The Greatest Advice I Always Hoped I Would Get

I’ve always been a romantic, I thought, to a fault. But when reading To a Young Writer by Joyce Carol Oates, I found my validation. It was as if Oates reached into my essence, discovered all of my deepest doubts that echo in my mind telling me I can’t be a good writer the way I am, and then instructed me to be all the things I feared would hold me back.

“Write your heart out.”

Oh, those are the words of advice I have been longing to hear. To be told to write your heart out is so liberating. I have been given permission by a wonderful writer to write my heart out. To not hold back is frightening, but also so exciting! I want to be brave enough to scribble my soul onto the pages.

“Never be ashamed of your subject, and your passion for your subject.”

I can write about anything! I just have to put my passions to pages. Whatever I choose to write will be meaningful, because it means something to me. Maybe that is all that matters–at least, that is what matters most. I can write about love, about life, about the mundane, about the romantic, about…absolutely anything. The universe is my limit.

“Don’t live life in order to write about it since the ‘life’ so lived will be artificial and pointless.”

I’m a small town girl, and sometimes that feels like a curse to a writer. In such mundane existence, what could I possibly have to write about? The answer: anything. Writing enriches life, but an adventurous life does not equal exquisite writing. I don’t have to climb mountains or jump out of airplanes to be an interesting writer; though, maybe I will do all those things someday. The point is I don’t have to to be worthwhile.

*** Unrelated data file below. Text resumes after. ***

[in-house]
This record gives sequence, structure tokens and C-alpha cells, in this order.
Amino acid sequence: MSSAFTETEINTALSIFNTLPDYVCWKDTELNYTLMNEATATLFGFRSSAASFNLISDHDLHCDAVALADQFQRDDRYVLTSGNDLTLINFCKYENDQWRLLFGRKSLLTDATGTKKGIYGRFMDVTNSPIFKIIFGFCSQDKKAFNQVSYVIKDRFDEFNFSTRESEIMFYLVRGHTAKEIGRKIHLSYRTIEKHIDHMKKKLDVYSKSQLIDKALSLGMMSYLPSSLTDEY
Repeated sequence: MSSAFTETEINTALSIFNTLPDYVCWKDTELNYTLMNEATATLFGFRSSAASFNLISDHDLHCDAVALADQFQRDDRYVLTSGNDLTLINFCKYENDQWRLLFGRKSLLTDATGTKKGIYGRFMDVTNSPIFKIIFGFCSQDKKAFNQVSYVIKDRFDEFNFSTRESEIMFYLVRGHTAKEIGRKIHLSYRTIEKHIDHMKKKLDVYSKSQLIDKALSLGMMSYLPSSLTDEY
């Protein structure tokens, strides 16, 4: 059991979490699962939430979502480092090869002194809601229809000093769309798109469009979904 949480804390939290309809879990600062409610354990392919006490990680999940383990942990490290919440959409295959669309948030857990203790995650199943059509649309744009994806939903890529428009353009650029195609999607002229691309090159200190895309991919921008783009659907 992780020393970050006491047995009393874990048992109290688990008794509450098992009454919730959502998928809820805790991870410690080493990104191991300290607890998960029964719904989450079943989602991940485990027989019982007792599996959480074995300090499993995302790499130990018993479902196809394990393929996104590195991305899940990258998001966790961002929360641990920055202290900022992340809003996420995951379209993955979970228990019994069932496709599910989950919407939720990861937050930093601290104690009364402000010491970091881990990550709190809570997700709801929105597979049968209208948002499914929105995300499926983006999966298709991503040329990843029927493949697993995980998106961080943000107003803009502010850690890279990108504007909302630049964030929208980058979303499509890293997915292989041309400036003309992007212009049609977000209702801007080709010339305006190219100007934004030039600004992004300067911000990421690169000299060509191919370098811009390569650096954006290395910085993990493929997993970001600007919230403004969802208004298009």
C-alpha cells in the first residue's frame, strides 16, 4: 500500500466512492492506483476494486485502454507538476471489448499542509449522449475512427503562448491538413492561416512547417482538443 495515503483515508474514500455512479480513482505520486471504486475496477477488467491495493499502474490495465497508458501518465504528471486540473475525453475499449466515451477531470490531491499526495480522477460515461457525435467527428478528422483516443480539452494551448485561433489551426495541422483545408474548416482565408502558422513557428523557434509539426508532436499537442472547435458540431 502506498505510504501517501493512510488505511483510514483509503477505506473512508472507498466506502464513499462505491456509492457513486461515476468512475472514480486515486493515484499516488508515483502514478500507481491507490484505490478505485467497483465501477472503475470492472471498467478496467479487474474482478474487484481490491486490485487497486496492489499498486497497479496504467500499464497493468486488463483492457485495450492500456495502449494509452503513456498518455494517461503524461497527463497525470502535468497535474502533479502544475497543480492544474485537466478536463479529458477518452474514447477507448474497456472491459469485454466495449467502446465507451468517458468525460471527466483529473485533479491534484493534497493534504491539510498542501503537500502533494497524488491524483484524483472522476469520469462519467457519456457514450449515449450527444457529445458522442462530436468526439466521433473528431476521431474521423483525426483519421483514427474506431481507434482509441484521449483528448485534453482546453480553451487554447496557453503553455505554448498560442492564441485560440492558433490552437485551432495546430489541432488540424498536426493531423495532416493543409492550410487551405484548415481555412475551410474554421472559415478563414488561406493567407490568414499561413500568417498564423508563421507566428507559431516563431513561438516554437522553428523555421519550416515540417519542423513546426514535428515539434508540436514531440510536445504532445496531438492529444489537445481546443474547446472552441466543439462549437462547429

“Don’t be ashamed of being an idealist, of being romantic and ‘yearning’.”

I am an idealist–moreover, I’m proud of my idealism. I like walking around with my head in the clouds, hoping to find the good in all things and in all people, dreaming with an open heart and an open mind. I like happy endings; in fact, I usually refuse to watch movies or read books I know will not have a happy ending. Of course, there are exceptions. I’m still a dreamer. I haven’t grown out of that, and I desperately hope I never do.

So take Joyce Carol Oates’ advice: Write your heart out.

 

One thought to “The Greatest Advice I Always Hoped I Would Get”

  1. While I do agree that you should write your heart out about topics and ideas that appeal to you at what point is it okay to be afraid and hold back from writing about personal issues. I have seen writers get completely torn up on the internet from anonymous commenters, and those with a face. Writing is a great way to relieve pent up stress but at what point does writing what you’re feeling actually cause more due to backlash from the audience?

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